2004 Student Research Conference:
17th Annual Student Research Conference


Is Shell Shape a Valid Feature for Recognizing Physa halei as a Distinct Species of Snail?
Stephanie R. Toole
Dr. George L. Shinn, Faculty Mentor

In nature, shell shapes vary widely among freshwater snails, and traditionally, this has been the basis for distinquishing species. However, recent studies reveal that shell shape can be influenced by the presence of water-borne chemicals emanating from snail predators. Physa halei is reported by Wu et al., to be one of the most widespread freshwater snails in ponds and lakes of northern Missouri. It is easily recongized by the presence of a long broad aperture (very large body whorl) and a relatively short pointy spire (less then 1/4 of shell length). My breeding experiments with this species in the absence of predators show that it's offspring commonly have taller spires and narrower apertures than the parents, and would not be recognized as Physa halei. This indicates that Physa halei is not a valid species, but a morph of another Physa species.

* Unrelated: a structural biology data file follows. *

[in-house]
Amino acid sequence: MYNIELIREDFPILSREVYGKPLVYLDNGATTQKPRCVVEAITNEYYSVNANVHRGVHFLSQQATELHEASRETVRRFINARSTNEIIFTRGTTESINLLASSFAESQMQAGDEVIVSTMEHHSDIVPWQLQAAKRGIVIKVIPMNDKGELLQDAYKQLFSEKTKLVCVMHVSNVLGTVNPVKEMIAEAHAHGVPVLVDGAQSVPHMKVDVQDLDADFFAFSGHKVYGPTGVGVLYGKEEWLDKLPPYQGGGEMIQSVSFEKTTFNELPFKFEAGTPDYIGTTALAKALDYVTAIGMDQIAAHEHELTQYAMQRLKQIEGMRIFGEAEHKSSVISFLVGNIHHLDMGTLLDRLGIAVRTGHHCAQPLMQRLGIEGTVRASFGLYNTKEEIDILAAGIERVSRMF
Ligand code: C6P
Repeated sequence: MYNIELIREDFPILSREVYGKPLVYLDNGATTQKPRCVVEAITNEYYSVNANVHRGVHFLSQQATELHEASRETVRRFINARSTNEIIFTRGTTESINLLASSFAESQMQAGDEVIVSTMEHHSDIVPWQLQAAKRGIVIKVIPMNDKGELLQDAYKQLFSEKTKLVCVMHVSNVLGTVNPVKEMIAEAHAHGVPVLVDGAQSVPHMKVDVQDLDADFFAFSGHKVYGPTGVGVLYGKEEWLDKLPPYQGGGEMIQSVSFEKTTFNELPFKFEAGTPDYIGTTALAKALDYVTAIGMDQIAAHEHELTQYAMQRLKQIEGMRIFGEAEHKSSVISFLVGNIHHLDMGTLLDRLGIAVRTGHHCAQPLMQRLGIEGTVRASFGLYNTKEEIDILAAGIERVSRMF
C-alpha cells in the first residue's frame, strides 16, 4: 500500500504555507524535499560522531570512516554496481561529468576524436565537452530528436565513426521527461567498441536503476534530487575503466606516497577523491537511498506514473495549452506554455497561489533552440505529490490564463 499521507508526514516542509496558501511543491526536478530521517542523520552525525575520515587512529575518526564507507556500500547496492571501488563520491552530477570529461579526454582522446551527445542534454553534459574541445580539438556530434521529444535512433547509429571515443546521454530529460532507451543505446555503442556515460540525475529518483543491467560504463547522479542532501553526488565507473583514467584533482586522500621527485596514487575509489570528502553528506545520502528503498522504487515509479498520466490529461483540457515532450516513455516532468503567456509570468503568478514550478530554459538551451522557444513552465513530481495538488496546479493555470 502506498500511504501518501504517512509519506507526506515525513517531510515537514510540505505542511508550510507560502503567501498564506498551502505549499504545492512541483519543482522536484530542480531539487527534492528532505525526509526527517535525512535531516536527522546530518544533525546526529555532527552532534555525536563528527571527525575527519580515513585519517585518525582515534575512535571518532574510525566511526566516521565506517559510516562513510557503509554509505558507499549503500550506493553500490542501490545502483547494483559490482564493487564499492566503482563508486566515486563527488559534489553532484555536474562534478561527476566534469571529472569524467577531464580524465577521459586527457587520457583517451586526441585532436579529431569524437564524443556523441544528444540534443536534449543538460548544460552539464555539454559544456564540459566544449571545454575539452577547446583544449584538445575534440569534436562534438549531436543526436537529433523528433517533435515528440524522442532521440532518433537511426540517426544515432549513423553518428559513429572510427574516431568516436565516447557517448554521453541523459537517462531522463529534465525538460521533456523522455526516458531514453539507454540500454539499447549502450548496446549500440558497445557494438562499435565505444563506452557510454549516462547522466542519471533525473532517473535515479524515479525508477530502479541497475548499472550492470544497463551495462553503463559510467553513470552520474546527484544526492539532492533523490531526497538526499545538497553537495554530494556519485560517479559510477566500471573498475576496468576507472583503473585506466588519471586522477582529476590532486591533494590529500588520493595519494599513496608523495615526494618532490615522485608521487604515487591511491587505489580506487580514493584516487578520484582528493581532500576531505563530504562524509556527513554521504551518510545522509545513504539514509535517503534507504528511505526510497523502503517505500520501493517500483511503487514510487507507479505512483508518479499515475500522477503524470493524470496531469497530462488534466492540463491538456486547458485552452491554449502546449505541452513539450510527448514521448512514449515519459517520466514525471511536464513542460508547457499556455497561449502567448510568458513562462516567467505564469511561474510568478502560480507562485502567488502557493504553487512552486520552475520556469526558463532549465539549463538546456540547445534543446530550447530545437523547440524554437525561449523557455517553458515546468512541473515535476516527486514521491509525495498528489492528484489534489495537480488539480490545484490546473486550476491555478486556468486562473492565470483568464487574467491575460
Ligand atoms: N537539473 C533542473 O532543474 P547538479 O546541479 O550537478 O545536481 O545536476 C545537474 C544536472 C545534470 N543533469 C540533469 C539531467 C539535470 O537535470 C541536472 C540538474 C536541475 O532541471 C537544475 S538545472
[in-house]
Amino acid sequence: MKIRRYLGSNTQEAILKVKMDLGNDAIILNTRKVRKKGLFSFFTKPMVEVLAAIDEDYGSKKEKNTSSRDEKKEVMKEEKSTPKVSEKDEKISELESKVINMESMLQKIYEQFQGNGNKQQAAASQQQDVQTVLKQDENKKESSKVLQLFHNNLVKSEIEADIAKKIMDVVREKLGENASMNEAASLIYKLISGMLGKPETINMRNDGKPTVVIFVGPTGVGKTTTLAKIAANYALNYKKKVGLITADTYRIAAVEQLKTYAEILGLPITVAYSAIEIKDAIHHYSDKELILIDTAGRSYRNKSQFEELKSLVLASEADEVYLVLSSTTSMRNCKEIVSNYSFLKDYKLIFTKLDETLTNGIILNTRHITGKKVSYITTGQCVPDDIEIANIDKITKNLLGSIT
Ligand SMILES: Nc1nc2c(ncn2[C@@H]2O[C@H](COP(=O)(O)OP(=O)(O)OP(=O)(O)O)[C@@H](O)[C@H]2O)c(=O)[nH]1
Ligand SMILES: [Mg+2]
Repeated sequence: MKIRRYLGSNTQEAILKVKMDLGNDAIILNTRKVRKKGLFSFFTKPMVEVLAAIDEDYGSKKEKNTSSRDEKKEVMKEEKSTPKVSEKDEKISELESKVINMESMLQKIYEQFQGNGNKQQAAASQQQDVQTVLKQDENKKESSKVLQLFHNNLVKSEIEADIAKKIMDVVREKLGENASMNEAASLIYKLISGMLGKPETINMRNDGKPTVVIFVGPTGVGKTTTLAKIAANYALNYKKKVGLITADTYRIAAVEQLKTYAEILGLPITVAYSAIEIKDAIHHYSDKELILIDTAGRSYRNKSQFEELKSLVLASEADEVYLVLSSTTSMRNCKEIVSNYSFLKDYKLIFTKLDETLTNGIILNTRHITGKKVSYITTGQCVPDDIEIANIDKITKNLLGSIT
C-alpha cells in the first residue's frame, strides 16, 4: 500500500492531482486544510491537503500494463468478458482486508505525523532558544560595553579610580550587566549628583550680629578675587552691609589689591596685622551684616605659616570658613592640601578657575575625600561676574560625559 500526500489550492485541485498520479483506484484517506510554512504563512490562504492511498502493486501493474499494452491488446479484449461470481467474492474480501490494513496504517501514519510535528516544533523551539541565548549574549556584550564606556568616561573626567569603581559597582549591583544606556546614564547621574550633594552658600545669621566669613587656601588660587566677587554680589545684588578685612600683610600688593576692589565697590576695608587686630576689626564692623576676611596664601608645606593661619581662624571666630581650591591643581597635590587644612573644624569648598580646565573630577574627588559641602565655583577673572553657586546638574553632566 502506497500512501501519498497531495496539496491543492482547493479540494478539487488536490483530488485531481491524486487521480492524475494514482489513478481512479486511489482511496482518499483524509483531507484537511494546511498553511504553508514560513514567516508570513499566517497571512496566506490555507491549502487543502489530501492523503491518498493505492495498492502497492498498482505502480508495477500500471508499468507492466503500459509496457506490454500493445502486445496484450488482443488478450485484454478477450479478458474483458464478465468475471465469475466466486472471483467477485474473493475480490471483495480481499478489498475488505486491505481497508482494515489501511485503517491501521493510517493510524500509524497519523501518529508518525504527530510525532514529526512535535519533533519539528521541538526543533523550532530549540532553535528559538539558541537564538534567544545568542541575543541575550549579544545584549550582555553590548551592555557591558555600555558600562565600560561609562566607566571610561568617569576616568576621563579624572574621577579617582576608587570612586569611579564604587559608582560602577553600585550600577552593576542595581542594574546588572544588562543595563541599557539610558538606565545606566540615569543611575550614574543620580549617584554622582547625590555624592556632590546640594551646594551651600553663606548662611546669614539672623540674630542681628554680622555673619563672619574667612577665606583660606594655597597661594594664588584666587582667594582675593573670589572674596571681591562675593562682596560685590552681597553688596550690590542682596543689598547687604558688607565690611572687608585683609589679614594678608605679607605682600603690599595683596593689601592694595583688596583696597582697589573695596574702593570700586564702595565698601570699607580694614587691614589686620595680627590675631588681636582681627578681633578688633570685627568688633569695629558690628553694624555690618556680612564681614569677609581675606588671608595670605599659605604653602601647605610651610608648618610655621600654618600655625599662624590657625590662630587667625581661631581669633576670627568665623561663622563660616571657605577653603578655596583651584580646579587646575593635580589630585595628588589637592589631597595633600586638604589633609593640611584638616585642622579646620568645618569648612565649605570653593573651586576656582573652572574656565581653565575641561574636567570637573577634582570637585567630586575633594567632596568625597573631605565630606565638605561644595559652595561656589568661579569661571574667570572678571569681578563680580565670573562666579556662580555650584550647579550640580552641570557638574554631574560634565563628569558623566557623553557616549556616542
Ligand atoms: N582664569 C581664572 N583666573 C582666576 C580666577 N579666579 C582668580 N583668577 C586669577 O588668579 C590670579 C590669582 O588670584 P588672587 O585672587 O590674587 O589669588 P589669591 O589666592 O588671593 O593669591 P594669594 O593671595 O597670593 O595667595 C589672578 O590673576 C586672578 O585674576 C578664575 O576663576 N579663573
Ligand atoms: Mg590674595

Keywords: Physa halei, shell morphology, breeding experiments, freshwater snails


Presentation Type: Oral Paper

Session: 47-3
Location: VH 1010
Time: 4:15

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